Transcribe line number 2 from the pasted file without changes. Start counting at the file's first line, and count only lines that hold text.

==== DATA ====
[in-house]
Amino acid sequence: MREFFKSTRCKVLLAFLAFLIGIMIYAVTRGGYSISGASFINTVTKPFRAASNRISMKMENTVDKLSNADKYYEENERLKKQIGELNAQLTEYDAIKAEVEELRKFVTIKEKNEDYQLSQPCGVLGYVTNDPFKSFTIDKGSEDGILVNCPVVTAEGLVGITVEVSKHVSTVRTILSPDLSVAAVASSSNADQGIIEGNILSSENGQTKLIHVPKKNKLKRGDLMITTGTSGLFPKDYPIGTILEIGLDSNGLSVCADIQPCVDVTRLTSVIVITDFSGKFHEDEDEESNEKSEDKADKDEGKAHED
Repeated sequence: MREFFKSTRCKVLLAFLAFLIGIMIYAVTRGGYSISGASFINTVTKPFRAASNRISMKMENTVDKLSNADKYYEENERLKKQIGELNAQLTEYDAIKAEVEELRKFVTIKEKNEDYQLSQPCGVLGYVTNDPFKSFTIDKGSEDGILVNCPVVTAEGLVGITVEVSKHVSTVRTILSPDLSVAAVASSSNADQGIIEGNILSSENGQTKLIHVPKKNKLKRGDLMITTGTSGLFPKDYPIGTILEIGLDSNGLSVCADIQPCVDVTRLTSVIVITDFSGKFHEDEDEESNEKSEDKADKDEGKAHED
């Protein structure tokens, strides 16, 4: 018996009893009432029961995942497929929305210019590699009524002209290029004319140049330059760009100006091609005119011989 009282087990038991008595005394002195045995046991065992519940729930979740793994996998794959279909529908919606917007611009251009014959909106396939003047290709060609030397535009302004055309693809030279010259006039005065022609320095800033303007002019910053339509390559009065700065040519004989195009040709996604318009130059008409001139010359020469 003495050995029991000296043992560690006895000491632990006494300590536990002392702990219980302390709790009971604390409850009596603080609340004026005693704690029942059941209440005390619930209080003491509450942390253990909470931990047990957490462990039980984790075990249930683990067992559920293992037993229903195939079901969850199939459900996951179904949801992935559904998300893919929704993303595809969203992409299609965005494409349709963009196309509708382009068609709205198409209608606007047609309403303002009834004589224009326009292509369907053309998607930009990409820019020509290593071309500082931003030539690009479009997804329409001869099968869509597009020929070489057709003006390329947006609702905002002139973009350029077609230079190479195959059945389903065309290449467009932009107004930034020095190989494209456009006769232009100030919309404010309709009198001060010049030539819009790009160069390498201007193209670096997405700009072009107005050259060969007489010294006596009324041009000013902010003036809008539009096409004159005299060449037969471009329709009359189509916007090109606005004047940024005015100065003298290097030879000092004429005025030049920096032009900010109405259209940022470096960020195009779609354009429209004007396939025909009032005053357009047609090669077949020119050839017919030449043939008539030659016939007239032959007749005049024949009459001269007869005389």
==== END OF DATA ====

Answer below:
Amino acid sequence: MREFFKSTRCKVLLAFLAFLIGIMIYAVTRGGYSISGASFINTVTKPFRAASNRISMKMENTVDKLSNADKYYEENERLKKQIGELNAQLTEYDAIKAEVEELRKFVTIKEKNEDYQLSQPCGVLGYVTNDPFKSFTIDKGSEDGILVNCPVVTAEGLVGITVEVSKHVSTVRTILSPDLSVAAVASSSNADQGIIEGNILSSENGQTKLIHVPKKNKLKRGDLMITTGTSGLFPKDYPIGTILEIGLDSNGLSVCADIQPCVDVTRLTSVIVITDFSGKFHEDEDEESNEKSEDKADKDEGKAHED